Thursday, June 14, 2012

Butt-Fugly Building of the Week-- June 14th

Doubletree Hotel

237 South Broad Street

                         Look at this fucking cement accordion. This shitty-ass building may be pretty nice on the inside, but from the outside it looks stupid as fuck. Its almost like they forgot to finish the top... it just sort of abruptly ends. The worse part is-- this crappy building never needed to be here in the first place. Most of you know what used to stand at this spot but here's a lil reminder just in case:

                            That's right... the butt-fugly Doubletree was built on the ashes of the great Hotel Walton. The story of what we now call the Doubletree started with none other than the Great Wall of Pennsylvania, the Pennsylvania Convention Center. Rumblings of the creation of a large convention center for Philadelphia began in the very early 1980's. To get a jump on the competition, four hotel companies went gangbusters on building new hotels to serve the coming behemoth.
                           One of those four was HERCO, the Hershey Entertainment and Resort Company. Back then, the Hershey Food Company was expanding all around the nation with resorts, amusement parks, even a zoo. Among their grand ideas was to build a luxury hotel for Center City Philadelphia that would kick the shit out of all the competition. All they needed was the perfect location.
                            At the time, the southeast corner of Broad and Locust was a piece of shit. A massive empty lot bounded by Locust, Spruce, Broad, and Watts Streets dominated the area for nearly 20 years. The area just to the east was, at that time, the seediest, shittiest, crime-ridden and shitbag infested spot in the city. The Mumia thing had just happened, bringing unwanted attention to the area. A revitalization plan for the spot had been in full swing for a decade with very little effect. The Hersheyfucks decided that this would be the best possible (and cost-effective) place to drop a super-luxury hotel.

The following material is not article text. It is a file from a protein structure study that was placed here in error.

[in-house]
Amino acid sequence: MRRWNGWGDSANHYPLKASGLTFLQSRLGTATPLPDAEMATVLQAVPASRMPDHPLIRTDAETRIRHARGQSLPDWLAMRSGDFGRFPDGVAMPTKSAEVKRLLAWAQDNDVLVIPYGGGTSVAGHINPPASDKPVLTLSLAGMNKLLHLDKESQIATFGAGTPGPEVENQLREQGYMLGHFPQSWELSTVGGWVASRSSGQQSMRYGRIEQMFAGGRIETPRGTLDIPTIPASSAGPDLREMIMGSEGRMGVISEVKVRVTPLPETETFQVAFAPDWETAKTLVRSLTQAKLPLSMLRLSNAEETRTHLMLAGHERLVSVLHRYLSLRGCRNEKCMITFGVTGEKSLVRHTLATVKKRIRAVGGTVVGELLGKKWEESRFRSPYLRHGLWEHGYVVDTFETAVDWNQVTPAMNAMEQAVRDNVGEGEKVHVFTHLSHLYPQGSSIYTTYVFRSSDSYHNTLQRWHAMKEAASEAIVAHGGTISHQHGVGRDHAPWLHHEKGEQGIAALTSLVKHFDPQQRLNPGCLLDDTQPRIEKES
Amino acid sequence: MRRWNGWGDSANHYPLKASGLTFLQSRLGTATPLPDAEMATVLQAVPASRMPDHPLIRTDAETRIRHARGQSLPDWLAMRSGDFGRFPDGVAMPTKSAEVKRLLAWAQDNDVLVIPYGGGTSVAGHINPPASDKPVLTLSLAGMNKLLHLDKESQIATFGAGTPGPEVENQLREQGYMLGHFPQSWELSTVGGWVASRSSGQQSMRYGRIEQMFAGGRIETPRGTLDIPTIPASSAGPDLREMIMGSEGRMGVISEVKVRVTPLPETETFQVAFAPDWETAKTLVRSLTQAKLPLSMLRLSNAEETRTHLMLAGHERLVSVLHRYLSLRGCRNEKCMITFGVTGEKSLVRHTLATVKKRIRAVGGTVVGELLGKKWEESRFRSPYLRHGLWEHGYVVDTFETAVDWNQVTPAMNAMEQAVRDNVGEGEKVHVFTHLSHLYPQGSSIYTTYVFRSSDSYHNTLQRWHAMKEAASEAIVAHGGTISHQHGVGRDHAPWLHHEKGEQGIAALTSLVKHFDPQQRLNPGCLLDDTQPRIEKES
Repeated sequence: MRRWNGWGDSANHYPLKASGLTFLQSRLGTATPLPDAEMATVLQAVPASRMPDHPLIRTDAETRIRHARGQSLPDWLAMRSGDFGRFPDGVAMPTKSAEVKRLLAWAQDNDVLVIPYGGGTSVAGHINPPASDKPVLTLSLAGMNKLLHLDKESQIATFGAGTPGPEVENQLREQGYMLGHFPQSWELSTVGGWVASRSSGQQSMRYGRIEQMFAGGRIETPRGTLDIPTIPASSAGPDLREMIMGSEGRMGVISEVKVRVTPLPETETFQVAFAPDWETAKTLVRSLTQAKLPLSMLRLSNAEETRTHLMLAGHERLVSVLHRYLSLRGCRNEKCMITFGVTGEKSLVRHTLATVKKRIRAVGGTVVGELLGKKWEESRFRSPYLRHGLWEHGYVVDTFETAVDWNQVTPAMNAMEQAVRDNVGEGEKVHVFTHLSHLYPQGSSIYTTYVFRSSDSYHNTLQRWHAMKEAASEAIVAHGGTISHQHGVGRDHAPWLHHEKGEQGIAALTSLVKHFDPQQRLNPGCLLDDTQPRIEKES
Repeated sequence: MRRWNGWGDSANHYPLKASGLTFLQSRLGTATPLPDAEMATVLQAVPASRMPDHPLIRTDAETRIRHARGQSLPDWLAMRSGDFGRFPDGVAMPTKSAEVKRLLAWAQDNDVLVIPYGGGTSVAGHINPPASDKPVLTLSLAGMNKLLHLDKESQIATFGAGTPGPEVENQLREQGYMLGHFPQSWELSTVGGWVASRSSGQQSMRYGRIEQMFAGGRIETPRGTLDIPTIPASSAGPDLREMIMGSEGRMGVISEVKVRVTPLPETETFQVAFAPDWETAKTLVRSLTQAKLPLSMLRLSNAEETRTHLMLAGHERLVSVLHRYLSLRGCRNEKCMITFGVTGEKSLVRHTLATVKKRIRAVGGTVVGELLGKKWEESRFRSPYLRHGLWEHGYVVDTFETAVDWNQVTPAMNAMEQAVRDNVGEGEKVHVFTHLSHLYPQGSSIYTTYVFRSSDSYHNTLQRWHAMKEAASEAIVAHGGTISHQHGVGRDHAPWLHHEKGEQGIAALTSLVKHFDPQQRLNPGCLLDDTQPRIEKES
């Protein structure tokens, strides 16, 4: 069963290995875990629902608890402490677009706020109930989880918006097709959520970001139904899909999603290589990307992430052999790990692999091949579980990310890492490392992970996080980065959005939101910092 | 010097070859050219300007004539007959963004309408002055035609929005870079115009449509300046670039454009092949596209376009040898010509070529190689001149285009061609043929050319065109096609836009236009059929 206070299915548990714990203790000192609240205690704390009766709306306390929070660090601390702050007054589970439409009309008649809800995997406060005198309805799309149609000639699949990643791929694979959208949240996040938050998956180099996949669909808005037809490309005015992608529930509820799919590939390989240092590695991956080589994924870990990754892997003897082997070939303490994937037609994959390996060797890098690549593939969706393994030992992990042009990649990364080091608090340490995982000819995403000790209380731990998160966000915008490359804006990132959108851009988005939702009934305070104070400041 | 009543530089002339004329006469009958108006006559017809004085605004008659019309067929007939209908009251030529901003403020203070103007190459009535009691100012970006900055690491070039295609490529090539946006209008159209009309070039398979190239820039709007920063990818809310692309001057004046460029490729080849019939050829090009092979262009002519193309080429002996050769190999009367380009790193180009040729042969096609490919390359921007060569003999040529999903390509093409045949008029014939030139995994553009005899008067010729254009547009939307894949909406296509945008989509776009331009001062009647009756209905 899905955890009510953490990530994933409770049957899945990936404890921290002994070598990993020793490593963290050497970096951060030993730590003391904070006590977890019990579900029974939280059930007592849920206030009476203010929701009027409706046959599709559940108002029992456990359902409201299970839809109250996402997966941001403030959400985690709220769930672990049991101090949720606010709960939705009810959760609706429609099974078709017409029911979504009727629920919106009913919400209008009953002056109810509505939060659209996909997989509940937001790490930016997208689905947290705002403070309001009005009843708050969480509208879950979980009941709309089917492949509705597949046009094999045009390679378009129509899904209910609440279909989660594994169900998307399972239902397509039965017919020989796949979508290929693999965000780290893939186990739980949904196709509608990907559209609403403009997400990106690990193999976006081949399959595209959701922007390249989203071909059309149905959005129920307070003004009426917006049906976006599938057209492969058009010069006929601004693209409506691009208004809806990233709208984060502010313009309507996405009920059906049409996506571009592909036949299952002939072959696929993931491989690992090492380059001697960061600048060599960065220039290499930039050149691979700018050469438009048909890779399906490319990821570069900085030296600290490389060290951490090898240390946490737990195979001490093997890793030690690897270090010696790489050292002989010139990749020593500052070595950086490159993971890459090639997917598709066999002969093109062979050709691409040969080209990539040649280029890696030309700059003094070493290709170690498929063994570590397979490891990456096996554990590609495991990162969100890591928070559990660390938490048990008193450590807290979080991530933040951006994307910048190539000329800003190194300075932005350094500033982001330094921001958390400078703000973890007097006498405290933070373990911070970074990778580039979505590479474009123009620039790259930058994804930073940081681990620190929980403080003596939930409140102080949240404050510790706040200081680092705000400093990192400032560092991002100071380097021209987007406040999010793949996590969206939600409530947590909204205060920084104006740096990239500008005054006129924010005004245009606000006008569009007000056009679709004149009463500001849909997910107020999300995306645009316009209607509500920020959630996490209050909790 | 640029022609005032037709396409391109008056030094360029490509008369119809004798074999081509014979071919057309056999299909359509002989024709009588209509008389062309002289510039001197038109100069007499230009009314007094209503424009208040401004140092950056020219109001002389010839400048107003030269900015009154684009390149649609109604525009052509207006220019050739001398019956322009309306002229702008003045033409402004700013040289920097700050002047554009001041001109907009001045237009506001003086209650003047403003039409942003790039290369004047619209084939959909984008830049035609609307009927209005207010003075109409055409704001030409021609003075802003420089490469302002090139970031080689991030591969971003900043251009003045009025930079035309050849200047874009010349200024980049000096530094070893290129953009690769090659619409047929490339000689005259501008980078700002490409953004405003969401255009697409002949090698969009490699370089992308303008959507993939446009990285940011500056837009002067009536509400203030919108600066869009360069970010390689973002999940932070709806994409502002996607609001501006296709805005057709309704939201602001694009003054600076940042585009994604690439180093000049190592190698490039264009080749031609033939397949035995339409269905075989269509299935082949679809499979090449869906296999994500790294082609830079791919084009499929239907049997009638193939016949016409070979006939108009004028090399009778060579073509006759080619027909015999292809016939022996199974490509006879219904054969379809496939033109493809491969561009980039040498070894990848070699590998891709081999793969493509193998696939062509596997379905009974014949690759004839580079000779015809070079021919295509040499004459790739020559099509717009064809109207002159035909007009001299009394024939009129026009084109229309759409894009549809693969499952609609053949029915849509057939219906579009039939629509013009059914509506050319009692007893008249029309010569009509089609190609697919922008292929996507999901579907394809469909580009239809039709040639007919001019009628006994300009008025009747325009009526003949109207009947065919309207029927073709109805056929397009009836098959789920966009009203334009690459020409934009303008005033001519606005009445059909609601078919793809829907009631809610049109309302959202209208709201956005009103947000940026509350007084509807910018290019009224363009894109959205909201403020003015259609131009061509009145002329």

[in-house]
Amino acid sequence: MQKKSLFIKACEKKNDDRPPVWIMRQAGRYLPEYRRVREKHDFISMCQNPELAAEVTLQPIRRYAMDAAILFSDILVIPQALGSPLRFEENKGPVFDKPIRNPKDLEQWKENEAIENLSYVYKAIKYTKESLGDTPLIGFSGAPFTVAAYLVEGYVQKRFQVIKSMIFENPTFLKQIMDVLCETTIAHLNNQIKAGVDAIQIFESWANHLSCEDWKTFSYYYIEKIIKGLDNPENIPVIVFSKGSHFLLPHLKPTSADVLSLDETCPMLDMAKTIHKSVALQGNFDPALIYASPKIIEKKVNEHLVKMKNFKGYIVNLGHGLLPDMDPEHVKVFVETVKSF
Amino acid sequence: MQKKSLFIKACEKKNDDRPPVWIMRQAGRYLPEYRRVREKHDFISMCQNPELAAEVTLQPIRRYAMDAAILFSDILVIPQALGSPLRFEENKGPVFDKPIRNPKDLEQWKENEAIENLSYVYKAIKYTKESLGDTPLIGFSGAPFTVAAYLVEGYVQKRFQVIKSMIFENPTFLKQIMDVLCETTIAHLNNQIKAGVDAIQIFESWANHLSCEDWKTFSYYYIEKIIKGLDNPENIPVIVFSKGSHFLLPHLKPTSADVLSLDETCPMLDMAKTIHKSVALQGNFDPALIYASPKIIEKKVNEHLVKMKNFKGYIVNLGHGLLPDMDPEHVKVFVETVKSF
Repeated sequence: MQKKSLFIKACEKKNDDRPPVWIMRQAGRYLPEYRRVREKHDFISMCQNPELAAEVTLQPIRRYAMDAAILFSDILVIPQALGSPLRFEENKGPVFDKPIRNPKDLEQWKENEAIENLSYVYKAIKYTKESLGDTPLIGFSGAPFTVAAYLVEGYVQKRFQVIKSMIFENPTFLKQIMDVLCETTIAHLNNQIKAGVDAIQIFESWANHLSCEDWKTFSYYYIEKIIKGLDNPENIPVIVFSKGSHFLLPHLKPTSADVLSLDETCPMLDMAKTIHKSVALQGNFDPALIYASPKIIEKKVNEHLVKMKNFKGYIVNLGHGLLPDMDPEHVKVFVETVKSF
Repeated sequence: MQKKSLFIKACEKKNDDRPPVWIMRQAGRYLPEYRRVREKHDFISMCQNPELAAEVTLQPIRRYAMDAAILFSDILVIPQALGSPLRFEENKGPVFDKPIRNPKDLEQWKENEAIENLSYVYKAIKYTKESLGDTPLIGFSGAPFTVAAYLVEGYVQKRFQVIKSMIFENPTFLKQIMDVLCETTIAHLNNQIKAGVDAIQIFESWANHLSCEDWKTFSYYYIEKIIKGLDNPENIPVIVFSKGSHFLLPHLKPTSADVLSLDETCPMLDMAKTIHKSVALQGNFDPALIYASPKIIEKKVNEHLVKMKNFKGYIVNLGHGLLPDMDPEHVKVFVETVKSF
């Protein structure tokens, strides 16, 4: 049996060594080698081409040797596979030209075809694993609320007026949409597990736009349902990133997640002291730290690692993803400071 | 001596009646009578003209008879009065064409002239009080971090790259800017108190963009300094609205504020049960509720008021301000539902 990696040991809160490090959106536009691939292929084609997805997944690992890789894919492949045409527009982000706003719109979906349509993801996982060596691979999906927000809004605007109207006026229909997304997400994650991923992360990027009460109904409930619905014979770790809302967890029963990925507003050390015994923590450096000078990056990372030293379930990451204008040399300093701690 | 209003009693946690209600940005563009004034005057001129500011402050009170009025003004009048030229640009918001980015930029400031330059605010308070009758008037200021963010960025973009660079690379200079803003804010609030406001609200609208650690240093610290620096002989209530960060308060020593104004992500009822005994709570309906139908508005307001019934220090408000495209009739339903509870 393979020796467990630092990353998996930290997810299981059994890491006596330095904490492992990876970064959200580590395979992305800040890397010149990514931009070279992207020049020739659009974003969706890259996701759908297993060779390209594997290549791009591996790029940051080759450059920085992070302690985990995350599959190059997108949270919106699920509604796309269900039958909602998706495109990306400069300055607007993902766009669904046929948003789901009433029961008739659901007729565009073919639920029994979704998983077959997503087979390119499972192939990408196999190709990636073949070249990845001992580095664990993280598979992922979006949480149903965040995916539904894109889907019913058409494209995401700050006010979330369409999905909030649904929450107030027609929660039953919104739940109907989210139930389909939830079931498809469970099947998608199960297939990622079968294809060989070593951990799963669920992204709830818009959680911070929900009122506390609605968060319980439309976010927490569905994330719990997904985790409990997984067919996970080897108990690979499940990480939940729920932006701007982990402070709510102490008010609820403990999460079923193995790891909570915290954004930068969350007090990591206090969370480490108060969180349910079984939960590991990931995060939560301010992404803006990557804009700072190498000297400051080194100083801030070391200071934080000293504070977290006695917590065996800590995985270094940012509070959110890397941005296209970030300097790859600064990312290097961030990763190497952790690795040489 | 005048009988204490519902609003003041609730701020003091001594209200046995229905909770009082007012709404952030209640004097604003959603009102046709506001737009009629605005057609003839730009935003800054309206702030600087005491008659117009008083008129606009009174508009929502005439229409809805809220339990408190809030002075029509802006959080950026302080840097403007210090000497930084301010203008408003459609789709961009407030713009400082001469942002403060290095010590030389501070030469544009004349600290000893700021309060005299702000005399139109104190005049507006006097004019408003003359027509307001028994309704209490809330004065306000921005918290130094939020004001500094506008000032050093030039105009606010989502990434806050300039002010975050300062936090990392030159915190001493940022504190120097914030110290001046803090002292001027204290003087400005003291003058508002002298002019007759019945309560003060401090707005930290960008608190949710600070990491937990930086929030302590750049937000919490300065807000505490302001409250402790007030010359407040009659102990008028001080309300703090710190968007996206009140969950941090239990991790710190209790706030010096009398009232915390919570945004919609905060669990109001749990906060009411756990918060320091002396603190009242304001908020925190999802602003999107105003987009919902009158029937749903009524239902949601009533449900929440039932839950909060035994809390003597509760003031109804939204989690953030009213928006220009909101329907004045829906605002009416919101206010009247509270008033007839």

They teamed up with a developer called Lobro Associates (sounds made-up) and went to Alesker and Dundon architects for a design. Being that it was the very early 80's, you can't expect much. Well, they managed to create something worse than you would even expect from that time period. They took your standard cement boxitecture and flipped it diagonal, creating great views from the hotel rooms (unless you're on the side facing the Arts Tower) but a crappy accordian-looking facade on the outside. The only redeeming quality of the whole place is the glass atrium at the bottom.
                          This 25-story bastard would include 431 rooms, a shitload of conference and ballroom space, three fancy restaurants, goofy shit like tv speakers in the bathrooms, and to top it all off, a gigantic 428-car parking garage that would reach all the way to Spruce and straddle Watts Street. The dirty motherfucker was built in 1981-1982. The place would officially open on March 8th, 1982 as the Hershey Philadelphia Hotel.